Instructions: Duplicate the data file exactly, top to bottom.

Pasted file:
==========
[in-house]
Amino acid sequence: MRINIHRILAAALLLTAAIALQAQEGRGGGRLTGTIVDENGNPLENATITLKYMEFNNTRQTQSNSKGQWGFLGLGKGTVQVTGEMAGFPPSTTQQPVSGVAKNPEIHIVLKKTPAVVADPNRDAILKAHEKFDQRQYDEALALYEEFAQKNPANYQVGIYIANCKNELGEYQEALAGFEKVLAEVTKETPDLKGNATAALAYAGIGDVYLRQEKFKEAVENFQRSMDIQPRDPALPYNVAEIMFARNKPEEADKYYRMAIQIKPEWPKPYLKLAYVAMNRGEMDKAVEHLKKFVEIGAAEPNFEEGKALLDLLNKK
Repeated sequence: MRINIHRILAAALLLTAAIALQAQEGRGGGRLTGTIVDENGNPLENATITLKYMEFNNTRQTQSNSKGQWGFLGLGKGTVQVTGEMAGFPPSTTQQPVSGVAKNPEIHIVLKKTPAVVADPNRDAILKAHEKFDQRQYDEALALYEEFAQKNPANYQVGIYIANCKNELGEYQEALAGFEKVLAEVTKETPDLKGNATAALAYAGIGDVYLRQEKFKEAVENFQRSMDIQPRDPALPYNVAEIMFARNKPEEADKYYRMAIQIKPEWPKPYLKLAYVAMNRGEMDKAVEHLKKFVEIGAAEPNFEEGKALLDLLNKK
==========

[in-house]
Amino acid sequence: MRINIHRILAAALLLTAAIALQAQEGRGGGRLTGTIVDENGNPLENATITLKYMEFNNTRQTQSNSKGQWGFLGLGKGTVQVTGEMAGFPPSTTQQPVSGVAKNPEIHIVLKKTPAVVADPNRDAILKAHEKFDQRQYDEALALYEEFAQKNPANYQVGIYIANCKNELGEYQEALAGFEKVLAEVTKETPDLKGNATAALAYAGIGDVYLRQEKFKEAVENFQRSMDIQPRDPALPYNVAEIMFARNKPEEADKYYRMAIQIKPEWPKPYLKLAYVAMNRGEMDKAVEHLKKFVEIGAAEPNFEEGKALLDLLNKK
Repeated sequence: MRINIHRILAAALLLTAAIALQAQEGRGGGRLTGTIVDENGNPLENATITLKYMEFNNTRQTQSNSKGQWGFLGLGKGTVQVTGEMAGFPPSTTQQPVSGVAKNPEIHIVLKKTPAVVADPNRDAILKAHEKFDQRQYDEALALYEEFAQKNPANYQVGIYIANCKNELGEYQEALAGFEKVLAEVTKETPDLKGNATAALAYAGIGDVYLRQEKFKEAVENFQRSMDIQPRDPALPYNVAEIMFARNKPEEADKYYRMAIQIKPEWPKPYLKLAYVAMNRGEMDKAVEHLKKFVEIGAAEPNFEEGKALLDLLNKK